21. Associate Professor Daryl Adair UTS Business School University of Technology Sydney
  22. Dr Cheryl A. MacDonald Centre for the Study of Sport & Health Saint Mary’s University
  23. Dr Joel Anderson Australian Research Centre in Sex, Health and Society La Trobe University
  24. Prof Joe Recupero Sport Media, RTA School of Media Ryerson University
  25. Dr Pam Kappelides Sport Management La Trobe University
  26. Prof Daniel Mann Department of Social Sciences Queensborough Community College, The City University of New York
  27. Dr Rachel Allison Department of Sociology Mississippi State University Associate
  28. Professor Roslyn Kerr Faculty of Environment, Society and Design Lincoln University, New Zealand
  29. Dr Danielle Peers Faculty of Kinesiology, Sport, and Recreation University of Alberta
  30. Dr Rebecca Olive School of Human Movement & Nutrition Sciences The University of Queensland Associate
  31. Professor Ruth Jeanes Faculty of Education (Sport, Exercise, Physical Education) Monash University
  32. Dr Kyle Kusz English/Gender & Women’s Studies University of Rhode Island
  33. Anna Posbergh Department of Kinesiology University of Maryland
  34. Prof Greg Ryan Faculty of Environment, Society & Design Lincoln University, New Zealand
  35. Dr Dillon Landi College of Health Professions Towson University (USA)
  36. Prof Kathryn Henne School of Regulation and Global Governance Australian National University
  37. Dr Lefteris Patlamazoglou Faculty of Education (Psychology and Counselling) Monash University
  38. Dr Emma Vickers School of Humanities and Social Sciences Liverpool John Moores University
  39. Hon Associate Prof Shirleene Robinson Department of Modern History Macquarie University
  40. Dr Victoria Paraschak Department of Kinesiology University of Windsor
  41. Eva Bosnjak Faculty of Kinesiology University of Calgary
  42. Dr Adam Ali Faculty of Kinesiology and Health Studies University of Toronto
  43. Dr Alexa Dodge Department of Political Science Dalhousie University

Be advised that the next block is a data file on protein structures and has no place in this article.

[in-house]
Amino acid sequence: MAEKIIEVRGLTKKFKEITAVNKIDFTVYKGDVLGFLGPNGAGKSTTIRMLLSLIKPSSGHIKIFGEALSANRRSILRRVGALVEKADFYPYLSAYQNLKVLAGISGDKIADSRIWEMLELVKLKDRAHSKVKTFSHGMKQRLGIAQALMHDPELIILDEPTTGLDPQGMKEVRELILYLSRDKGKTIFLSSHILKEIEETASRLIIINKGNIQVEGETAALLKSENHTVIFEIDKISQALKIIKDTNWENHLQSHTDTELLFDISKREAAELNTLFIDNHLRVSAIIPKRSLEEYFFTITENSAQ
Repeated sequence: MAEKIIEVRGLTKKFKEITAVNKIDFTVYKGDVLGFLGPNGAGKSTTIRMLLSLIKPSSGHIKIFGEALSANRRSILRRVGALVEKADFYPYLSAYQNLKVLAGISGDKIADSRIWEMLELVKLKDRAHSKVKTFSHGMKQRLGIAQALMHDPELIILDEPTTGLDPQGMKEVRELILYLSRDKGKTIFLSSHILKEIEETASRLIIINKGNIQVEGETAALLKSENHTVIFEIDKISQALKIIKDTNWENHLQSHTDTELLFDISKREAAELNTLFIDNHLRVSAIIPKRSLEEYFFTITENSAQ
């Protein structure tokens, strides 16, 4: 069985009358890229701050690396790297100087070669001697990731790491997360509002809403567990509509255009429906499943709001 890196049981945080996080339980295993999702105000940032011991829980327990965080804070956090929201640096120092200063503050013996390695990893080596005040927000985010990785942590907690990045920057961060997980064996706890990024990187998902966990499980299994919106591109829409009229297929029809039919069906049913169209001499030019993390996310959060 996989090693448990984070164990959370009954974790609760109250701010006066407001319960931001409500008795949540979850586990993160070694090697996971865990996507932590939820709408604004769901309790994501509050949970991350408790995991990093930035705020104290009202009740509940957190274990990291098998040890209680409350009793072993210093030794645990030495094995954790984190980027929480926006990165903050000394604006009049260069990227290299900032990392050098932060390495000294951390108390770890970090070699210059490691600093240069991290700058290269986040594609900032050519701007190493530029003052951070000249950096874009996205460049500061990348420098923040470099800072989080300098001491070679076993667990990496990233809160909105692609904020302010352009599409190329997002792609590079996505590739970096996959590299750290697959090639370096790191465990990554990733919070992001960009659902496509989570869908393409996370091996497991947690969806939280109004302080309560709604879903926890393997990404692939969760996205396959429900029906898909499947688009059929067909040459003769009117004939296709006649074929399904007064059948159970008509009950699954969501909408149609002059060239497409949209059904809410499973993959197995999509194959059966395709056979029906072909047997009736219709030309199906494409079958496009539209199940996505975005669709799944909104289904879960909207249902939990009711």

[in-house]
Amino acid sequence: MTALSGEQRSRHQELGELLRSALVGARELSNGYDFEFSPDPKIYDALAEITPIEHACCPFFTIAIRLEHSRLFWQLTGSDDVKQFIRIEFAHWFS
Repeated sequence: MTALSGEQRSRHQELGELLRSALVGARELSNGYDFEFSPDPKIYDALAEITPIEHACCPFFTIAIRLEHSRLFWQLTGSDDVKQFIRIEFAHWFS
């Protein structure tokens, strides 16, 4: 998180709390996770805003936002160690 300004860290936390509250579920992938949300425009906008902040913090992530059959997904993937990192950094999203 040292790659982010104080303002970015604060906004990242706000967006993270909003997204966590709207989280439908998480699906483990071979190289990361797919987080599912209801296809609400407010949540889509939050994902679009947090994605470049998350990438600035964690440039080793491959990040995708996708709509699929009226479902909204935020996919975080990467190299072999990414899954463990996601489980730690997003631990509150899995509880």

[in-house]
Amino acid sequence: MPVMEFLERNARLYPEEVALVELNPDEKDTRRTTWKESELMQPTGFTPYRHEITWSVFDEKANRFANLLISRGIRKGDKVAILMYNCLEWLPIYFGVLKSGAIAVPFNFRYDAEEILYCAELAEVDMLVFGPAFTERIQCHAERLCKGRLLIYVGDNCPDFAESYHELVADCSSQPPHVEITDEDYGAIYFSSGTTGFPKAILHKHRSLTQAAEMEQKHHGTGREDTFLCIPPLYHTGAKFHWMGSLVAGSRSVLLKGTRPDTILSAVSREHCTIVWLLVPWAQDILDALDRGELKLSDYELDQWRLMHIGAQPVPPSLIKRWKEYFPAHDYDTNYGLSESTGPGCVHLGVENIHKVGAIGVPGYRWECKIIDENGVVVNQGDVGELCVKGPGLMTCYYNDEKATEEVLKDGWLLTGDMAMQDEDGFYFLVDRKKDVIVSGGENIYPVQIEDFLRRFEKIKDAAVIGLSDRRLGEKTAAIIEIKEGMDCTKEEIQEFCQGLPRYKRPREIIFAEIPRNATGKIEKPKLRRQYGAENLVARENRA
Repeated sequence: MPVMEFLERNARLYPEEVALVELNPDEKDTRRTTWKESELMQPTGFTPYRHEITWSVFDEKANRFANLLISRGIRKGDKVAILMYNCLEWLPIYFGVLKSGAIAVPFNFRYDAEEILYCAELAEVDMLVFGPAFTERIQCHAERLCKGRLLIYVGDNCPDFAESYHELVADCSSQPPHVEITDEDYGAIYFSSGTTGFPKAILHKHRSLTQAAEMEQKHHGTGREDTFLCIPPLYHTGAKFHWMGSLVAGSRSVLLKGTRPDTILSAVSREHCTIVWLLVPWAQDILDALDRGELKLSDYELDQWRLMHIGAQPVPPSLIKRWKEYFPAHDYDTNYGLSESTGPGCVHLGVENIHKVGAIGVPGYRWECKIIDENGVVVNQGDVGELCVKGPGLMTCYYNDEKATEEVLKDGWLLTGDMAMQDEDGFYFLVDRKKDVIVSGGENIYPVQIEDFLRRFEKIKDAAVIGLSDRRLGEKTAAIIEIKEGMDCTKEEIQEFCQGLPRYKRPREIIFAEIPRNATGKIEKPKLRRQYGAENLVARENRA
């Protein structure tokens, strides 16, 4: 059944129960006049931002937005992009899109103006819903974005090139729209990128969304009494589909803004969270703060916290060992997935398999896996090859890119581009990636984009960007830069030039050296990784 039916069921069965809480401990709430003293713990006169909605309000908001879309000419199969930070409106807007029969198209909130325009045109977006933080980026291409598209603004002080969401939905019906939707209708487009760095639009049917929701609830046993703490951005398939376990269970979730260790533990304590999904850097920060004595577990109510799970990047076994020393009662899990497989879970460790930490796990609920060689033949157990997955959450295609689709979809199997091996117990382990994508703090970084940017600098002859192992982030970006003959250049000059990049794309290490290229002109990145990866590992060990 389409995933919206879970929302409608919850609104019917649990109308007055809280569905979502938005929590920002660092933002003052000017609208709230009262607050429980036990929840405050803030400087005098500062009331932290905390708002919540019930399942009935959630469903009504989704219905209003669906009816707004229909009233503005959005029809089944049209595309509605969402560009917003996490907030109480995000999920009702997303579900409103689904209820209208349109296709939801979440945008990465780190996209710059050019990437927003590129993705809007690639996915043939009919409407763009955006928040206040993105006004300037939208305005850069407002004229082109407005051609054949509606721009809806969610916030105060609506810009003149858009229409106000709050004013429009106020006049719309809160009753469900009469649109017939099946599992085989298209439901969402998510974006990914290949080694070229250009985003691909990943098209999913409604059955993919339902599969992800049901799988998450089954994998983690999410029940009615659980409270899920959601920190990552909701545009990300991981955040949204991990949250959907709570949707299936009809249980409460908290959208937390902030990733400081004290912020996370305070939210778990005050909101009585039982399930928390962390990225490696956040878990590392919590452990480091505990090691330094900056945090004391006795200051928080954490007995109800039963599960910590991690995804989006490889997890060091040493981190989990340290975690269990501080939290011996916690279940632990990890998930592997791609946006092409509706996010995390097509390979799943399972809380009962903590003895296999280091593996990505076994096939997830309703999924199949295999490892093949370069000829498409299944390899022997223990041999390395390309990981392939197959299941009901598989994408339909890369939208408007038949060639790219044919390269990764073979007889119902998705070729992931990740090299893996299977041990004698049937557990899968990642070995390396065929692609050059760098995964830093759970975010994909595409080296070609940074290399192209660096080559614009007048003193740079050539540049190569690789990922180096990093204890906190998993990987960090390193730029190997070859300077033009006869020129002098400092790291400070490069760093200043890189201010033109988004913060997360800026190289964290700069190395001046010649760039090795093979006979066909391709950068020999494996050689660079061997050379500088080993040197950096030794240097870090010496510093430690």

44. Madison Danford School of Kinesiology and Health Studies Queen’s University, Canada
  45. Dr Matthew Klugman Institute for Health & Sport Victoria University, Australia
  46. Taryn Hepburn Department of Law and Legal Studies Carleton University
  47. Dr Jeffrey Montez de Oca Department of Sociology University of Colorado, Colorado Springs
  48. Prof Claire Williams Kinesiology Saint Mary’s College of California
  49. Erik Denison Behavioural Sciences Laboratory Monash University
  50. Dr Hannah Bennett Department of Kinesiology Augusta University
  51. Dr Adam Love Kinesiology, Recreation, & Sport Studies University of Tennessee
  52. Dr Nicholas M. Watanabe Department of Sport and Entertainment Management University of South Carolina
  53. Joanna Line American Culture Studies Bowling Green State University
  54. Prof Jay Coakley Sociology University of Colorado, Colorado Springs
  55. Dr Lauren S. Morimoto Kinesiology Sonoma State University
  56. Emma Calow American Culture Studies Bowling Green State University
  57. Dr Erin Morris Department of Sport Management State University of New York at Cortland
  58. Dr Sarah K. Fields Department of Communication University of Colorado Denver
  59. Abigail Curlew Department of Sociology and Anthropology Carleton University
  60. Prof Cathy van Ingen Department of Kinesiology Brock University
  61. Dr Anima Adjepong Independent Researcher Independent Researcher
  62. Dr Kristopher Wells Faculty of Health and Community Studies MacEwan University
  63. Dr Lindsay Parks Pieer Sport Management University of Lynchburg
  64. Dr Brian Gearity Graduate School of Professional Psychology University of Denver
  65. Bridgette Desjardins Department of Law & Legal Studies Carleton University
  66. Dr Parissa Safai School of Kinesiology and Health Science York University
  67. Dr Veena Mani Department of English University of Madras
  68. Simon Barrick Experiential Studies in Community and Sport Cape Breton University
  69. Dr Matthew R. Hodler Harrington School of Communication & Media University of Rhode Island
  70. Dr Nida Ahmad Independent researcher Independent researcher
  71. Dr Jason Laurendeau Department of Sociology University of Lethbridge
  72. Dr Andy Kaladelfos School of Social Sciences University of New South Wales (UNSW)
  73. Dr Karen Lambert Faculty of Education (Sport, Exercise, Physical Education) Monash University
  74. Dr Quinn Eades Department of Politics, Media, and Philosophy La Trobe University
  75. Associate Professor Lucy Nicholas Sociology Western Sydney University
  76. Prof Shaun Edmonds Kinesiology Augustana College
  77. Dr Kelly-Ann Allen Faculty of Education (Early Childhood Education) Monash University
  78. Dr Michelle K. Donnelly Department of Sport Management Brock University